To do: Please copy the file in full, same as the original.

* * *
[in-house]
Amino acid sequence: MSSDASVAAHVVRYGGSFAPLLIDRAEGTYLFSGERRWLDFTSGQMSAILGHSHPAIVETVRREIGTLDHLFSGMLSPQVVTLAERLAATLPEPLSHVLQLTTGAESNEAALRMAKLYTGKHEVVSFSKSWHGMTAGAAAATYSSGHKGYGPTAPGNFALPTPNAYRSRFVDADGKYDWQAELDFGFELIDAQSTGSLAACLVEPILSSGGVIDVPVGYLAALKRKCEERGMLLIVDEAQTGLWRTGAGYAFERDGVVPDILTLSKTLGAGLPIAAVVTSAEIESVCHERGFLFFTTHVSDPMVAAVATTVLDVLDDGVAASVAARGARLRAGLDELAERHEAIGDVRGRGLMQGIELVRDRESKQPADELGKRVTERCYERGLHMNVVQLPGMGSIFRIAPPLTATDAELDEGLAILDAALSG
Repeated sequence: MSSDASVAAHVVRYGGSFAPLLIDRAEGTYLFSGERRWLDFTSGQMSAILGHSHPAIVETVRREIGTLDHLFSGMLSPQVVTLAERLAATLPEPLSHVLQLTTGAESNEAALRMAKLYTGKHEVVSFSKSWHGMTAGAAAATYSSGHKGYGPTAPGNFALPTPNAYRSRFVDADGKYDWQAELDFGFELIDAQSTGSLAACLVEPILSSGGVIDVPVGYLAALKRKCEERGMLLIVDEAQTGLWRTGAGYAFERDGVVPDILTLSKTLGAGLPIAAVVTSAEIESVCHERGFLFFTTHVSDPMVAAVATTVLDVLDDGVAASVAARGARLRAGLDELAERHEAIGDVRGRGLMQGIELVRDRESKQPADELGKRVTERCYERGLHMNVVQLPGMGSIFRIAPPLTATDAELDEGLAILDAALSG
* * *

[in-house]
Amino acid sequence: MSSDASVAAHVVRYGGSFAPLLIDRAEGTYLFSGERRWLDFTSGQMSAILGHSHPAIVETVRREIGTLDHLFSGMLSPQVVTLAERLAATLPEPLSHVLQLTTGAESNEAALRMAKLYTGKHEVVSFSKSWHGMTAGAAAATYSSGHKGYGPTAPGNFALPTPNAYRSRFVDADGKYDWQAELDFGFELIDAQSTGSLAACLVEPILSSGGVIDVPVGYLAALKRKCEERGMLLIVDEAQTGLWRTGAGYAFERDGVVPDILTLSKTLGAGLPIAAVVTSAEIESVCHERGFLFFTTHVSDPMVAAVATTVLDVLDDGVAASVAARGARLRAGLDELAERHEAIGDVRGRGLMQGIELVRDRESKQPADELGKRVTERCYERGLHMNVVQLPGMGSIFRIAPPLTATDAELDEGLAILDAALSG
Repeated sequence: MSSDASVAAHVVRYGGSFAPLLIDRAEGTYLFSGERRWLDFTSGQMSAILGHSHPAIVETVRREIGTLDHLFSGMLSPQVVTLAERLAATLPEPLSHVLQLTTGAESNEAALRMAKLYTGKHEVVSFSKSWHGMTAGAAAATYSSGHKGYGPTAPGNFALPTPNAYRSRFVDADGKYDWQAELDFGFELIDAQSTGSLAACLVEPILSSGGVIDVPVGYLAALKRKCEERGMLLIVDEAQTGLWRTGAGYAFERDGVVPDILTLSKTLGAGLPIAAVVTSAEIESVCHERGFLFFTTHVSDPMVAAVATTVLDVLDDGVAASVAARGARLRAGLDELAERHEAIGDVRGRGLMQGIELVRDRESKQPADELGKRVTERCYERGLHMNVVQLPGMGSIFRIAPPLTATDAELDEGLAILDAALSG